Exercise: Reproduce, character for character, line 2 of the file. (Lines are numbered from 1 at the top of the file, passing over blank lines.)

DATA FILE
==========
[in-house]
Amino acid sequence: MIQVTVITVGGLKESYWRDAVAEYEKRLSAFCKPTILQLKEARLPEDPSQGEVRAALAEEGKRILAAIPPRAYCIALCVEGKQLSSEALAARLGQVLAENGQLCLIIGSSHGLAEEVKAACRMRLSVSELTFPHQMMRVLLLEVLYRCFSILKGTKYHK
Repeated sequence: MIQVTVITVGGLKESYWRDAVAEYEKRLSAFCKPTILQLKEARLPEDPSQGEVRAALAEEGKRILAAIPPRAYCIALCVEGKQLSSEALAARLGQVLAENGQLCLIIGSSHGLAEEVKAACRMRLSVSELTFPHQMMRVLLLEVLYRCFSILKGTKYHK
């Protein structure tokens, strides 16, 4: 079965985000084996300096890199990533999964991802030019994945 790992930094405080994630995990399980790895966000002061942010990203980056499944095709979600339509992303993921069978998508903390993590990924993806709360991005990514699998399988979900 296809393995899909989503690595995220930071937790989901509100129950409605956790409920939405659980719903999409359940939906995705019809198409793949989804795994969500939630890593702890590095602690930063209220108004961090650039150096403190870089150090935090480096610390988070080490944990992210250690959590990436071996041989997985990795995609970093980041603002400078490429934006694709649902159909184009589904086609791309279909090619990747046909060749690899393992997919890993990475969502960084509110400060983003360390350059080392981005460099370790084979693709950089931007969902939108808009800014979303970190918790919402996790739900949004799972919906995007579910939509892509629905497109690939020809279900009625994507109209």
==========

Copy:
Amino acid sequence: MIQVTVITVGGLKESYWRDAVAEYEKRLSAFCKPTILQLKEARLPEDPSQGEVRAALAEEGKRILAAIPPRAYCIALCVEGKQLSSEALAARLGQVLAENGQLCLIIGSSHGLAEEVKAACRMRLSVSELTFPHQMMRVLLLEVLYRCFSILKGTKYHK